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Archive for the ‘bisexual’ Category

Old Roads

Allan twirled his beer. He watched as the bottom of the bottle followed the ring of its own sweat on the concrete tabletop. His hand had internalized the sequence—wrist back, forefinger lunge, third finger twist, thumb tug, repeat, repeat—so that the bottle would adhere to its course without his further attention. It wouldn’t err as his mind focused on our conversation.

We were just shooting the shit, as we always had. Unlike most times before, however, this shit-shooting had taken coordination, planning and some costs. We had to shed our lives to come here, to a place we could only go together. It cost him four hours of driving and a tank of gas. It cost me excuses to my parents, apologies that I was missing one night of a vacation back home, and a bedtime assurance to my boys that I would come home after they were asleep to kiss them good night once more. Added to this was, thus far, the shared cost of six beers between us. But we paid the toll, glad for the fare.

I looked up at the clear night sky. Allan grinned, watching his bottle twirl.

“What?” I asked, catching his smile with my own.

“This.” He removed his bottle from its orbit and took a pull with his lips. “This, being with you. Man, it’s like I just saw you yesterday. Have we even been in the same place since my wedding?”

“Nope.” I sucked down warm beer. “No, and really, we barely spoke then. You kind of had other priorities, as I recall.”

“Yeah, I guess I did,” he nodded. “What with the ‘getting married’ thing and all.”

“That was a really nice event,” I nodded in turn. I took another drink. “Right nice.”

“Shit, yeah, well, you set the bar high.” He raised his bottle. I raised mine to clink the reference. He drained the last of his beer.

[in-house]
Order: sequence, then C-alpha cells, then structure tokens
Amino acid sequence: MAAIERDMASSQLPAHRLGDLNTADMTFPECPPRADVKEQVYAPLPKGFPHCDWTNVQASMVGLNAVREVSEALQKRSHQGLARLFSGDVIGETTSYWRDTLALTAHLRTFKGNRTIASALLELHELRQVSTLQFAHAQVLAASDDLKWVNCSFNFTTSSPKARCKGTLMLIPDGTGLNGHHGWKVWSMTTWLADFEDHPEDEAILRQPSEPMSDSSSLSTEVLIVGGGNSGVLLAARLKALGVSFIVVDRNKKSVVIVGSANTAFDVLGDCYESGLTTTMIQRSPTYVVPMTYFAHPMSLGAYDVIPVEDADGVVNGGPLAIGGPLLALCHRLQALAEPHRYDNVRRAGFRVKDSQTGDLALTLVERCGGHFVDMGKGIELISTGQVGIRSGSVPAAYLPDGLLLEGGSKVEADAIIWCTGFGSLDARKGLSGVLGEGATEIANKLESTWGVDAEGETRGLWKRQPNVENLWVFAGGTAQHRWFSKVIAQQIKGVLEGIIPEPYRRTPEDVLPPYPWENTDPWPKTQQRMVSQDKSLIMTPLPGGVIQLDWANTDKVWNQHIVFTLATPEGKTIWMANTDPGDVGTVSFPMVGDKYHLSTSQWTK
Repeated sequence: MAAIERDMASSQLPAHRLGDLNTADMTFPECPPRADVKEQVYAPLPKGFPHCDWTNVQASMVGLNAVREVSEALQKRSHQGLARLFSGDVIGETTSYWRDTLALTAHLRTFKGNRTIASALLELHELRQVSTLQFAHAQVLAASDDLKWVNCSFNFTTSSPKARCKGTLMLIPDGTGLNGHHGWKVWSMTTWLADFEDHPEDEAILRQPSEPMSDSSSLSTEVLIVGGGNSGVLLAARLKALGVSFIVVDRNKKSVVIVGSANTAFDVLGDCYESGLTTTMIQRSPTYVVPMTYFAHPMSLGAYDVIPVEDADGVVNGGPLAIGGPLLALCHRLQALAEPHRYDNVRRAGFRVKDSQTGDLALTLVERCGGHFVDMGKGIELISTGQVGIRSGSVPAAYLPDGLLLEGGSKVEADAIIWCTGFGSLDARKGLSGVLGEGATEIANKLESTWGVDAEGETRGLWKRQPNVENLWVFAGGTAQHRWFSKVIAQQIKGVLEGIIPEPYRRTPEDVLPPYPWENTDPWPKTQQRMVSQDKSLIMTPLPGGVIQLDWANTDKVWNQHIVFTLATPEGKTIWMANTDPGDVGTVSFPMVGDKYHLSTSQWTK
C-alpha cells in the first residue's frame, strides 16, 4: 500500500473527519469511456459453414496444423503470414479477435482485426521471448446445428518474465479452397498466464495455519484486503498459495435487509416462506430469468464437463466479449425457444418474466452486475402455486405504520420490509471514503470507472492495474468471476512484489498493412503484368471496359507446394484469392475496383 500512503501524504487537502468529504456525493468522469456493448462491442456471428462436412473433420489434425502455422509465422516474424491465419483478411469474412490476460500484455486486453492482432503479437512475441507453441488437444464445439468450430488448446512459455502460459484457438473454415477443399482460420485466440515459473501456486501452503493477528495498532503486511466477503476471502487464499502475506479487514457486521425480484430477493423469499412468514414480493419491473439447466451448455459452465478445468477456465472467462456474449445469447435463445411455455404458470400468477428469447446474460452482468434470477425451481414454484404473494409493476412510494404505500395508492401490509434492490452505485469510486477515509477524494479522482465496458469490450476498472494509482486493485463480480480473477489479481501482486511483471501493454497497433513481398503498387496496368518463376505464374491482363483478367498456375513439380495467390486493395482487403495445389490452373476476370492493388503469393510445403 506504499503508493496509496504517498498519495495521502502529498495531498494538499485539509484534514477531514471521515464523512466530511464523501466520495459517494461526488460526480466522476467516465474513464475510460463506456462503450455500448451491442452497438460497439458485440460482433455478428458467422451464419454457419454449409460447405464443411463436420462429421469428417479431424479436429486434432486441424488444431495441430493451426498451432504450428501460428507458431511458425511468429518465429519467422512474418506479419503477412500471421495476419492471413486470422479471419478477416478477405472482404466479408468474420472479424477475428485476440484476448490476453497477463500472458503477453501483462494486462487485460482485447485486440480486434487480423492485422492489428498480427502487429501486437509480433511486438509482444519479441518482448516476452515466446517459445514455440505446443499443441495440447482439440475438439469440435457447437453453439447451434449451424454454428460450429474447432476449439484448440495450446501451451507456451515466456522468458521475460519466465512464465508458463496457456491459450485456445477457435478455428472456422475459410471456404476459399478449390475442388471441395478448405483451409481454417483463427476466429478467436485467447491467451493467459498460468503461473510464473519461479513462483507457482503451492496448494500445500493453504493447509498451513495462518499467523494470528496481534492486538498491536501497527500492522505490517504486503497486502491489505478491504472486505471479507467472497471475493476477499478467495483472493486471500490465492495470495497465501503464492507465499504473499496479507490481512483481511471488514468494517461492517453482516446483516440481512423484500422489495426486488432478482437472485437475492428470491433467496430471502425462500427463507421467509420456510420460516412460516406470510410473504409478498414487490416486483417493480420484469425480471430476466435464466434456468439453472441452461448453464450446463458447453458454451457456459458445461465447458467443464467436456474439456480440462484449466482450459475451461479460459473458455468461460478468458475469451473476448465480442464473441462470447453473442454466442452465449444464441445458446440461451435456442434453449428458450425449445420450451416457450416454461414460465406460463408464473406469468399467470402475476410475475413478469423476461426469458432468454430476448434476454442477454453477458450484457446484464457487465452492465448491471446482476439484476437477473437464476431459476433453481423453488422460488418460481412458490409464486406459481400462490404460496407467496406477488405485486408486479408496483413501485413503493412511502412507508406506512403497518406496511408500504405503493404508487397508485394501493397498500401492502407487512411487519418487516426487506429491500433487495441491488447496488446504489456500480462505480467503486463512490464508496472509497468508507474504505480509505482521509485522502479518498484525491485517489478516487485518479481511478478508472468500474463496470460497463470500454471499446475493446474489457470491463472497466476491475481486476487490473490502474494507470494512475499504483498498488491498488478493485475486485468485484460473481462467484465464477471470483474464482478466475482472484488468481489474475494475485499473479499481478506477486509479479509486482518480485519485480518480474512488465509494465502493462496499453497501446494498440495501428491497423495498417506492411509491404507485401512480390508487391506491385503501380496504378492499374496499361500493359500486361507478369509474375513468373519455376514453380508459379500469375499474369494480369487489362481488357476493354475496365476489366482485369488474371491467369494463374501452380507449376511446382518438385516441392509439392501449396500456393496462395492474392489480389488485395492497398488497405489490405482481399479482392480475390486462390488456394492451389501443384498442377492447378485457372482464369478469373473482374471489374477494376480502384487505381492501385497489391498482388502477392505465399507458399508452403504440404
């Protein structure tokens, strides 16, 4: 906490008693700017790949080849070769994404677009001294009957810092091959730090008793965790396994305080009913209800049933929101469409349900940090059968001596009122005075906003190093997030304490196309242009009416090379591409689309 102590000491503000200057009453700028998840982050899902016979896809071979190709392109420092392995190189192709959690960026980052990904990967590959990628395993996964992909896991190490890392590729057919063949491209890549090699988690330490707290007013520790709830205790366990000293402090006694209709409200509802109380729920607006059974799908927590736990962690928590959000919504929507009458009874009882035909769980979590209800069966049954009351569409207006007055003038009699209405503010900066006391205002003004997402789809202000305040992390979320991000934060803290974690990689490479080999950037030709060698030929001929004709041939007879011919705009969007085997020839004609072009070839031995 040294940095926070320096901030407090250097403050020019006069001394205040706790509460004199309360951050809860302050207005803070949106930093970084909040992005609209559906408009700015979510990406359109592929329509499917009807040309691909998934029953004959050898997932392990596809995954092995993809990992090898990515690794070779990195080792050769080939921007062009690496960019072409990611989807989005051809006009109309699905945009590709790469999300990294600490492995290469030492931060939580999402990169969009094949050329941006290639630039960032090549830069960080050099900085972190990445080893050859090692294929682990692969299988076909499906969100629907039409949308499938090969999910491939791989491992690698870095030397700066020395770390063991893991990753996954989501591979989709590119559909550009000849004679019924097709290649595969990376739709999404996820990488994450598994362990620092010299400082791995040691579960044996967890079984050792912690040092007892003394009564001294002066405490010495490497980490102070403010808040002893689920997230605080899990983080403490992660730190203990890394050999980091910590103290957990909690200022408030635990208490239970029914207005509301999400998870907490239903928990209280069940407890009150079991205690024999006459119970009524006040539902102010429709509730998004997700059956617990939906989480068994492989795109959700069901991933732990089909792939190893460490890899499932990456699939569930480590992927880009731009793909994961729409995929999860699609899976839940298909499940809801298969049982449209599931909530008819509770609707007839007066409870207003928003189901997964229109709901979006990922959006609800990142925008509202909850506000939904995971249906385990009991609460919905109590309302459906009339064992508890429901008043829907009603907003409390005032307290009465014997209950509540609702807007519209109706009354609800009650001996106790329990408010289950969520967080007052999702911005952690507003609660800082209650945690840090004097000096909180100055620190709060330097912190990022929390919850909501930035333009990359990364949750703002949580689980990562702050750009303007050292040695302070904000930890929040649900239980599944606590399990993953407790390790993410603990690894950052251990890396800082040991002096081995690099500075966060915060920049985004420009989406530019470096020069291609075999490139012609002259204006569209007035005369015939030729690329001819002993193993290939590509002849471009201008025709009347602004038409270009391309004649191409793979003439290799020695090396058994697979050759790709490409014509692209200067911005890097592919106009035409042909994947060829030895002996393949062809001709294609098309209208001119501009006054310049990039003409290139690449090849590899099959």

“Cheers,” I nodded, killing my own. “Fuck, wasn’t that some party?”

He laughed, covering his nose to avoid losing good beer. “Your wedding? Shit, yeah,” he finally managed. “I’m sorry, but I was so fucked up by the end of that thing.”

“We all were,” I laughed. “My poor dad. Did I tell you this? Okay, so Dad, he doesn’t drink. He stopped when we were kids. His folks were drunks and so on, but get this. So, he has a few too many beers at my wedding. He finds me dancing with David and some of the gay boys. He comes over, rolls up his pants and asks the queers to check out his legs.”

Allan fell back on his bench, laughing silently. When his laughter entered hearing range, it was well deep and barrel rich. My toes curled in my shoes. “Oh, fuck.” He gathered his breath. “Oh fuck, that’s so good. Your dad . . .” he began to laugh again.

“No, wait,” I grabbed his arm. “It gets better. So Dad, you know, he can’t drink. And he’s dancing with the gay boys . . .” We both break up. “No, no, wait.” We caught our breath. I begin to sing, reaching for an Elton John falsetto. I banged my fingers on the table. “Daddy! Daddy! Daddy, Daddy, Daddy, Daddy and the ga-aa-aa-ays.” I break up in his laughter. I watched him wipe tears from his eyes. “No, but come on, really,” I said. “Serious story here.” We each took a breath and settled down. “Are you ready?”

Allan pushed out one last laugh, deep in his belly. He drew a breath and exhaled. “Okay, no, wait.” He reached for his empty bottle, stared at it for a moment, and sat it back. “Okay, all right.” He folded his hands in his lap. He shook the curls from his forehead.” “All right. I’m ready.” He laughed again. I looked at him askance, as if impatient to finish my story. “No, no,” he laughed. He caught his breath again, “Okay,” he smirked. “Ready.”

“Okay.” I coughed, composing myself. “So, Dad asks the gay boys to check out his legs. Everyone agrees my dad has very nice legs, which he does. So then Dad pulls me over, bends down, and rolls up my pant’s leg.”

“Oh, shit,” Allan laughed.

“Right? It’s my wedding; I’m in my suit. He’s on his knees in the grass, rolling up my pants. His bare knees!” I laughed again. “So he turns to the boys and says, ‘And what do you think of the legs of my wonderful, wonderful son?’ And the boys are all laughing and agree that my legs are nice, too.”

Allan knocked on the table, his face contorted.